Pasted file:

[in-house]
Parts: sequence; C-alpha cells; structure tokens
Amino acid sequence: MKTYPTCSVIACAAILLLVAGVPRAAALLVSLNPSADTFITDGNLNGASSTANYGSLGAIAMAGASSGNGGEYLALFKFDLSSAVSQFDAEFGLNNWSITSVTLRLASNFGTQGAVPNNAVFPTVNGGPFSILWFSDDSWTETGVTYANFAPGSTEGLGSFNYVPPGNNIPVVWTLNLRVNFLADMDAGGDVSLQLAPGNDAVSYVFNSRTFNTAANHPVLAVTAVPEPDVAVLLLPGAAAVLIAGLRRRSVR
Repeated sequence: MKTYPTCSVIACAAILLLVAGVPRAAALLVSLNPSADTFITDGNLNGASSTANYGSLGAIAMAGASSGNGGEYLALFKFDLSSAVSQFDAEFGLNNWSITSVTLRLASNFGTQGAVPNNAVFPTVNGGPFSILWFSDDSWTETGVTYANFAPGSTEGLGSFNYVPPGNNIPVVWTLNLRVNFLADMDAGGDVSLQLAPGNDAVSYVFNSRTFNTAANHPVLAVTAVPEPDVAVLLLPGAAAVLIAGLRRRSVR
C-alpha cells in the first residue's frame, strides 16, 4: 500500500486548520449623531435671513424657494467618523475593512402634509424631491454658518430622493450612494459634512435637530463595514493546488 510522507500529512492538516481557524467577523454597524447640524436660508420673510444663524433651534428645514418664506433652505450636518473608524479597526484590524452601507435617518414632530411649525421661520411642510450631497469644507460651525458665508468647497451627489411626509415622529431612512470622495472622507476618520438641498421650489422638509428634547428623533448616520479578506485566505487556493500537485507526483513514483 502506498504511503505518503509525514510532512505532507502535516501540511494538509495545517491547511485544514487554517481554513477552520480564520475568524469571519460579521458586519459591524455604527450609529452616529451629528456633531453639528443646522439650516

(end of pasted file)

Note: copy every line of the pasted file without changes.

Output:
[in-house]
Parts: sequence; C-alpha cells; structure tokens
Amino acid sequence: MKTYPTCSVIACAAILLLVAGVPRAAALLVSLNPSADTFITDGNLNGASSTANYGSLGAIAMAGASSGNGGEYLALFKFDLSSAVSQFDAEFGLNNWSITSVTLRLASNFGTQGAVPNNAVFPTVNGGPFSILWFSDDSWTETGVTYANFAPGSTEGLGSFNYVPPGNNIPVVWTLNLRVNFLADMDAGGDVSLQLAPGNDAVSYVFNSRTFNTAANHPVLAVTAVPEPDVAVLLLPGAAAVLIAGLRRRSVR
Repeated sequence: MKTYPTCSVIACAAILLLVAGVPRAAALLVSLNPSADTFITDGNLNGASSTANYGSLGAIAMAGASSGNGGEYLALFKFDLSSAVSQFDAEFGLNNWSITSVTLRLASNFGTQGAVPNNAVFPTVNGGPFSILWFSDDSWTETGVTYANFAPGSTEGLGSFNYVPPGNNIPVVWTLNLRVNFLADMDAGGDVSLQLAPGNDAVSYVFNSRTFNTAANHPVLAVTAVPEPDVAVLLLPGAAAVLIAGLRRRSVR
C-alpha cells in the first residue's frame, strides 16, 4: 500500500486548520449623531435671513424657494467618523475593512402634509424631491454658518430622493450612494459634512435637530463595514493546488 510522507500529512492538516481557524467577523454597524447640524436660508420673510444663524433651534428645514418664506433652505450636518473608524479597526484590524452601507435617518414632530411649525421661520411642510450631497469644507460651525458665508468647497451627489411626509415622529431612512470622495472622507476618520438641498421650489422638509428634547428623533448616520479578506485566505487556493500537485507526483513514483 502506498504511503505518503509525514510532512505532507502535516501540511494538509495545517491547511485544514487554517481554513477552520480564520475568524469571519460579521458586519459591524455604527450609529452616529451629528456633531453639528443646522439650516